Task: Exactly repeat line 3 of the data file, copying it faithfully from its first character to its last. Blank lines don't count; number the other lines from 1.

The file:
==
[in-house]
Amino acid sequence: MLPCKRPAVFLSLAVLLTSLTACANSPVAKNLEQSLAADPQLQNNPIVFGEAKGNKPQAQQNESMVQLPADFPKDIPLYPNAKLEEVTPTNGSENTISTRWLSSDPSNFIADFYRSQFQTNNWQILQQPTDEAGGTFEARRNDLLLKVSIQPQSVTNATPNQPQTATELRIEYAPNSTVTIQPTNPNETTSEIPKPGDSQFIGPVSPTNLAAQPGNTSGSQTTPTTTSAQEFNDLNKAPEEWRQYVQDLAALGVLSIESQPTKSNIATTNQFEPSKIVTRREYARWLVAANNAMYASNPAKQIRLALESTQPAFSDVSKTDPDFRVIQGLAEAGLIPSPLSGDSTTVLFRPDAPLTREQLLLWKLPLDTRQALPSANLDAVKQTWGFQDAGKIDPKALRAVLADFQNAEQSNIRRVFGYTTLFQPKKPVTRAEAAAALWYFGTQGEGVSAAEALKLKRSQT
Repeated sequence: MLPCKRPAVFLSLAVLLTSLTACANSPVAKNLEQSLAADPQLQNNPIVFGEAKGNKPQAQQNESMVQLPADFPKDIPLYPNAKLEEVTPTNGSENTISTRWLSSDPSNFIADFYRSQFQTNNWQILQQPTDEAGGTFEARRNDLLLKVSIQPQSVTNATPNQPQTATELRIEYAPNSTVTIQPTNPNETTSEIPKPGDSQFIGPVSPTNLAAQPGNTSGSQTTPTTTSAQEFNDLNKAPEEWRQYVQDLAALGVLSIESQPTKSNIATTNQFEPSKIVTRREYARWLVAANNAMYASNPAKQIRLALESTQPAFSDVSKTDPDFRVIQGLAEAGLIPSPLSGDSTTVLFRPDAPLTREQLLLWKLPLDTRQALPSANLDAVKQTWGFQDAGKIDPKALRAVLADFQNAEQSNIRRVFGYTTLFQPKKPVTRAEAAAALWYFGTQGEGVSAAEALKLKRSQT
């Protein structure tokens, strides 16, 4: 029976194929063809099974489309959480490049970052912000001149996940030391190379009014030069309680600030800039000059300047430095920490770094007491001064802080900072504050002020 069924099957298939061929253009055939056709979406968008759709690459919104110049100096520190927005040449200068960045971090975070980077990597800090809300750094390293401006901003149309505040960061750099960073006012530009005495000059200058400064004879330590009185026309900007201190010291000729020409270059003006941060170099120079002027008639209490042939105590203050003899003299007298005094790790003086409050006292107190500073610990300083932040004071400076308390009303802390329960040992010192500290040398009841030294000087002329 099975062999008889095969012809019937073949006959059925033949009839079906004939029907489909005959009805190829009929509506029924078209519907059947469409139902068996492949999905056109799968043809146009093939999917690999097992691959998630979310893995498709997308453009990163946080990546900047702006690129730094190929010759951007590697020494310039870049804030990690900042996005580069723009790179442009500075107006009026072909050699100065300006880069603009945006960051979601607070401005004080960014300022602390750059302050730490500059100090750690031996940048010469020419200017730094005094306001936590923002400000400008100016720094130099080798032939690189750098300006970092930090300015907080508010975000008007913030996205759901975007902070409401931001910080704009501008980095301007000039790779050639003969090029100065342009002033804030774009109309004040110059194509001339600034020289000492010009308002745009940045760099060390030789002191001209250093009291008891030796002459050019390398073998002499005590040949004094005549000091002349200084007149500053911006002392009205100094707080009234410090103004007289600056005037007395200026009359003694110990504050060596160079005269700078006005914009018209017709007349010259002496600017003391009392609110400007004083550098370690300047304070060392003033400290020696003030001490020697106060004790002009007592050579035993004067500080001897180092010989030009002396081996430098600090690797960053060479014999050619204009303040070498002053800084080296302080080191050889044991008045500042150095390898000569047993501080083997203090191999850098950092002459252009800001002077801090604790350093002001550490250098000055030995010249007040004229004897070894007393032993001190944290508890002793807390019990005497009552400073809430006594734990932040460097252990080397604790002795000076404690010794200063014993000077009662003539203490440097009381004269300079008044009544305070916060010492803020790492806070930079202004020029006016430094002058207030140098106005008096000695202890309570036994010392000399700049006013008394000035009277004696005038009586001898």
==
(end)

Repeated sequence: MLPCKRPAVFLSLAVLLTSLTACANSPVAKNLEQSLAADPQLQNNPIVFGEAKGNKPQAQQNESMVQLPADFPKDIPLYPNAKLEEVTPTNGSENTISTRWLSSDPSNFIADFYRSQFQTNNWQILQQPTDEAGGTFEARRNDLLLKVSIQPQSVTNATPNQPQTATELRIEYAPNSTVTIQPTNPNETTSEIPKPGDSQFIGPVSPTNLAAQPGNTSGSQTTPTTTSAQEFNDLNKAPEEWRQYVQDLAALGVLSIESQPTKSNIATTNQFEPSKIVTRREYARWLVAANNAMYASNPAKQIRLALESTQPAFSDVSKTDPDFRVIQGLAEAGLIPSPLSGDSTTVLFRPDAPLTREQLLLWKLPLDTRQALPSANLDAVKQTWGFQDAGKIDPKALRAVLADFQNAEQSNIRRVFGYTTLFQPKKPVTRAEAAAALWYFGTQGEGVSAAEALKLKRSQT